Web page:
This loop opens side two as 'Ow! Stew the Red Shoe' brings us into the most Residential territory so far with strangeness which is beyond words. Clarinet, drums and percussion loops made from what sounds like tearing paper give way to all manner of backwards masking and twisted lyrical whimsy. 'Bustle the Burgoo' sounds positively conventional in comparison. It's not of course, as it's a loping oddly tuned clarinet and guitar outing which sounds like a run through for the excellent 'A Critical Dance' on the follow-up album 'Arabic Yodelling'*, and Hawaiian guitar chimes against maracas. 'Is Guava A Donut?' has a groovy, funking bass line and a percussion loop, punctuated by a tearing sound and a spoken conversation worthy of an Ionesco play:

BOY: Is Dover a seaport?
MAN: Sure it's a seaport.
BOY: Has Grover a passport?
MAN: I hope so!
BOY: Do gophers eat peanuts?
MAN: I'm not sure!
BOY: Is guava a donut?
MAN: What?
BOY: What! What, you say! You know, if I had a mind I could get quite mad, but I bite my bottom lip and persevere, a lad needs to know, y'know, y'know, y'know.
BOY: Is Ghana a blood sport?
MAN: Don't be ridiculous!
BOY: You know, I still have questions.

Musically it veers all over the place with instruments jumping in and out and parts of it sounding like someone is leaning on the tape reel as it plays. 'A Sob Story' begins with tape manipulations of what sounds like a musical box, a vocal loop, sobbing sounds, dog-whistle electronics and a vocal line which sounds like an hommage to Robert Wyatt's 'Alifie', and indeed the song is about someone who is wheelchair bound. 'Hats off Gentlemen' begins with a piano loop which is overlayed with other loops, sounding like Steve Reich's 'Different Trains'. 'Renaldo's Trip to Venice' is a quick bombardment of sounds and noises which gives way to 'Ted's Reverie' which closes the album with a building freakout of percussives, clarinet and guitar as we're sucked into the absurd nature of the reverie. This all suddenly disappears down the plughole of that strange backwards masked vocalise which opened the album.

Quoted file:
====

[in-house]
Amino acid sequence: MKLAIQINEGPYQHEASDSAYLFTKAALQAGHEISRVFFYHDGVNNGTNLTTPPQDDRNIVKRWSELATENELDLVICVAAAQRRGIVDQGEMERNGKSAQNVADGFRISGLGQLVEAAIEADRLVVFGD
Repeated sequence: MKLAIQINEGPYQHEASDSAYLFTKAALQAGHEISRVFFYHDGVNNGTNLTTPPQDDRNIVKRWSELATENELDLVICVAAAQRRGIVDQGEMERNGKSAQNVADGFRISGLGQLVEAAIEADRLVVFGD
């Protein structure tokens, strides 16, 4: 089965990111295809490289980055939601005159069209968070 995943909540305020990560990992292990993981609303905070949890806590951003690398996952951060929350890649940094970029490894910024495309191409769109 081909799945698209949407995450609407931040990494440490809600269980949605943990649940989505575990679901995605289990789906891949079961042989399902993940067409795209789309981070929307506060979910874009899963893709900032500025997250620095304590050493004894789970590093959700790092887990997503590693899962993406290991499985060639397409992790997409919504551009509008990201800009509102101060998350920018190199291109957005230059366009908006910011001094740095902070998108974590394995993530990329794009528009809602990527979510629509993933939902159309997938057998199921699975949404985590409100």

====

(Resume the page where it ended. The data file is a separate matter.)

Fantastic weirdness and oddness which puts a peculiarly British slant on The Residents' trademark sound. The frequent whimsy and twisted, sinister undertow combine to create an album of fascinating, warped oddness. Nothing outstays its welcome, and in fact the sheer pace of much of the material and sardine-packed ideas mean several listenings are needed for it all to sink in. The scalpel work and tape manipulation is equal to and evocative of the best of Faust's and Holger Czukay's work. In many ways it is a shame Renaldo and the Loaf are destined to stand in the shadow of their heroes The Residents, as they are definitely as good as them and deserve much more recognition for their own rich, weird brew. If The Residents are, as they claim, as strange as supper, then Renaldo and the Loaf are as strange as teatime.


* 'Arabic Yodelling', the follow up album on Ralph Records, is possibly even better than '...Swinging Larvae', with an expanded sound pallette (they do use an electronic keyboard this time) and more accessibility (though equally uncompromising), and it contains the most perfectly strange pop song never to top the charts in the excellent and hilarious 'A Critical Dance'. Well, you can't go wrong with a chorus of 'Your leg's too long / Your skull's too strong / Suppose your nose is wrong / Your eyes are blue / Your ears are too / Your mouth is oozing glue.'
The third album, 'The Elbow Is Taboo' initally disappointed me with its more polished sheen, though having listened to it again in the course of writing this review I have to say it is nowhere near as dissatisfying as I remembered and has much to recommend it.